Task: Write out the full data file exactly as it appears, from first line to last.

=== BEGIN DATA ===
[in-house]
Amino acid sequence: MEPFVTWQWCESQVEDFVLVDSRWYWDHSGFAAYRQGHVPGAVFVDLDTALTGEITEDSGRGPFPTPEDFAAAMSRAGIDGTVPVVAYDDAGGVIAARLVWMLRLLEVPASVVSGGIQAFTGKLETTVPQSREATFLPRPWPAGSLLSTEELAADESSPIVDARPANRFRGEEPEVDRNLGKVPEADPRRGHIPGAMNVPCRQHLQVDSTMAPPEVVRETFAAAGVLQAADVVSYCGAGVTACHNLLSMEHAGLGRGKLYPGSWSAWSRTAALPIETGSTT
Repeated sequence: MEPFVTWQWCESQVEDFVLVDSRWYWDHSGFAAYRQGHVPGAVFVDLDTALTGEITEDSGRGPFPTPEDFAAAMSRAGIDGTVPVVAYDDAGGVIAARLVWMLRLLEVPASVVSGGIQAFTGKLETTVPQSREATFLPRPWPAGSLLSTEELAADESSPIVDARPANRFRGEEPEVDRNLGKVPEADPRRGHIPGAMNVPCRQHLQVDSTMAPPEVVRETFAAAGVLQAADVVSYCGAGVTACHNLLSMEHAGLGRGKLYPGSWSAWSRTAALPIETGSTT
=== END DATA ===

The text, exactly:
[in-house]
Amino acid sequence: MEPFVTWQWCESQVEDFVLVDSRWYWDHSGFAAYRQGHVPGAVFVDLDTALTGEITEDSGRGPFPTPEDFAAAMSRAGIDGTVPVVAYDDAGGVIAARLVWMLRLLEVPASVVSGGIQAFTGKLETTVPQSREATFLPRPWPAGSLLSTEELAADESSPIVDARPANRFRGEEPEVDRNLGKVPEADPRRGHIPGAMNVPCRQHLQVDSTMAPPEVVRETFAAAGVLQAADVVSYCGAGVTACHNLLSMEHAGLGRGKLYPGSWSAWSRTAALPIETGSTT
Repeated sequence: MEPFVTWQWCESQVEDFVLVDSRWYWDHSGFAAYRQGHVPGAVFVDLDTALTGEITEDSGRGPFPTPEDFAAAMSRAGIDGTVPVVAYDDAGGVIAARLVWMLRLLEVPASVVSGGIQAFTGKLETTVPQSREATFLPRPWPAGSLLSTEELAADESSPIVDARPANRFRGEEPEVDRNLGKVPEADPRRGHIPGAMNVPCRQHLQVDSTMAPPEVVRETFAAAGVLQAADVVSYCGAGVTACHNLLSMEHAGLGRGKLYPGSWSAWSRTAALPIETGSTT